Deepak Ranjan Nayak




Recent Photos

4th Year

             I was selected as an exchange student in the final year of my degree to University of California, Davis, CA under Global Study Program. I completed my B.Tech final Thesis there. I enrolled for Fall’08 and Winter’09 and continued my research work along with course work with subjects from Physics, Material Science (Graduate level) and Electrical and Computer Engineering.

            I worked in Northern California Nanotechnology Center for Fall’08 and gained experience in micro and nano fabrication techniques from the month of September to December. My research was mainly concentrated on creating high aspect structures using SU8. Later the fabricated structures are used as a stamp for soft-lithographic process for PDMS Embossing. The different parameters such as spread and spin time, post exposure bake (PEB) and hard bake time and temperature are varied for a more stable structure. The purpose of the work was to have a closer look of various process steps of micro fabrication and have an experience in handling different equipments such as Karl-Suss MA4, a mask aligner and different spinners for coating the photoresists and pattern generator for mask fabrication with the use of L-Edit.

            In the Fall quarter of 2008, as a part of the course Electromagnetic Radiation and Antenna, I designed a Patch Antenna. Before implementing it in the hardware, the characteristics of the Antenna were simulated using CST Simulator. The details of the actual readings and the simulated reading can be found here.  

            Later in Winter’09 I was accepted in the research group of Prof. Charles E. Hunt and started my research in Vacuum Microelectronics. I got 4 credits for the research as it was an Undergraduate Research course named as “Independent Study for advance Undergraduate”. My research was based on the field emission activity of RVC. The name of the thesis was “Field Emission Characteristics of Ion Irradiated Reticulated Vitreous Carbon”. The research was done to find out the field emission enhancement of RVC due to surface modification by bombarding it with Ar ions with an application of a  grid. The research work proved the surface treated RVC has a better field emission current and beam characteristics as compared to other field emission cathodes. This work was submitted in partial fulfillment of the requirements for the award of the degree of B.Tech in SRM University. The total duration of the work was from January 13 to March 26 in UC Davis and from April 1 to May 12, which was the date for thesis defense, in SRM University. My project guide in SRM University was Prof. P. Arunapriya.

The detail research work can be found here.
3rd & 2nd Year Embedded Systems

                My research work in the 2nd & 3rd year of was mainly concentrated in the area of embedded systems, designing and simulations. Mainly implementation of logic gates in FPGA’s. The certification course in Altera Quartus-II was mainly to promote the software package Quartus-II and the Nios processor. This is also a famous CPLD (Complex Programmable Logic Device). I completed the course work with an S grade (that is 10 out of 10) having a project work in parallel processing of unsigned bits. I did a small project on HCS 08 micro controller too.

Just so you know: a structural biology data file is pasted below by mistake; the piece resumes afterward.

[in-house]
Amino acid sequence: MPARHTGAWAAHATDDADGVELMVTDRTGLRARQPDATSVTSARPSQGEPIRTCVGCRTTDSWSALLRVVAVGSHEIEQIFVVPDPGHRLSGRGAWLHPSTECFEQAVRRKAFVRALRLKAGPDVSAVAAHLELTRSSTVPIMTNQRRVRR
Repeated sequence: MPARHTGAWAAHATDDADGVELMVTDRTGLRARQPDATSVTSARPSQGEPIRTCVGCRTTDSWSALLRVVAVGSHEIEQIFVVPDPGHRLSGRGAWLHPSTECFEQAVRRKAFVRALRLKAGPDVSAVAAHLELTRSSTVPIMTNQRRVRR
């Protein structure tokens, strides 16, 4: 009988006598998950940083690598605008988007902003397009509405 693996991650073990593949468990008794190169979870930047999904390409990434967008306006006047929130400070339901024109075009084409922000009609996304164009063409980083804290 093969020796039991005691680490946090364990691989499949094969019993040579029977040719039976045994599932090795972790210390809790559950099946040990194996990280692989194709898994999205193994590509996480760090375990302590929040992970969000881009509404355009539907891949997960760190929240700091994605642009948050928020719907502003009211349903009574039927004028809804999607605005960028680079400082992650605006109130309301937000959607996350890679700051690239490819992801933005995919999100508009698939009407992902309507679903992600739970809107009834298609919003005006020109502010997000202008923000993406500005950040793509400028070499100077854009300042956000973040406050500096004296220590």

I published a paper describing an architecture of an embedded system having different parallel authentication systems.

3rd Year Molecular Electronics

I concentrated in the field of molecular electronics in my 3rd year. The main research work was to study the electron transport in different molecules. The transport was studied by the method of non Self Consistent Field (non-SCF). The simulations were done in the Huckle-IV package. The research work was primarily for a thorough understanding of molecular electronics. For the stated research I used to work with Dr. P. Aruna Priya, Asst. Prof. , SRM University.


                  Molecular electronics is a bottom-up approach in the nanotechnology field. It can be defined as the use of single molecular device or a molecular wire to perform signal and information processing.


Simulation of Electronics Characteristics of Phenyl di Thiol (PDT) and bi Phenyl di Thiol (bPDT) Molecules: A Molecular Electronics Approach



The research work is done to analyze the characteristics of several molecules by means of simulation. The Non-Equilibrium Green’s Function (NEGF) formalism and density function theory (DFT) are used as the basis. Huckel-IV and MATLAB simulation software are used for the simulation and analysis of transmission characteristics, I-V and G-V characteristics. These characteristics are studied and the conduction capabilities of the molecules are analyzed. 


Preface to Simulation


To perform the simulation correctly the coordinate file of the molecule has to be oriented in a specific manner. The molecule has to be oriented in such a way that the line connecting the two end atoms (to which the gold atoms will be connected) should lie parallel to Y-axis. The end atom for which the Y vale will be smaller will be called the left end atom and the other end atom will be called the right end atom. The following figure will explain it correctly.


                     The Thiol group (-SH) gets replaced by the Au atom when connected to the gold pads. Pad distance is the vertical distance between the end atom and the Au pads, which is 1.905 Angstrom by default (S-Au is 2.53 Angstrom). The Au-Au is 2.885 Angstrom and the end atom is equidistant from the three gold atoms. The pad is connected in such a way that all the Au atoms are in XY-Plane as shown in the figure.


Simulation Results: PDT Molecule

Density of States Vs Energy for PDT molecule

 G-V PDT molecule


 Transmission Vs Energy for PDT molecule


Simulation Results: bPDT Molecule

Density of States Vs Energy for bPDT molecule
G-V for bPDT molecule

I-V for bPDT molecule

 Transmission Vs Energy for bPDT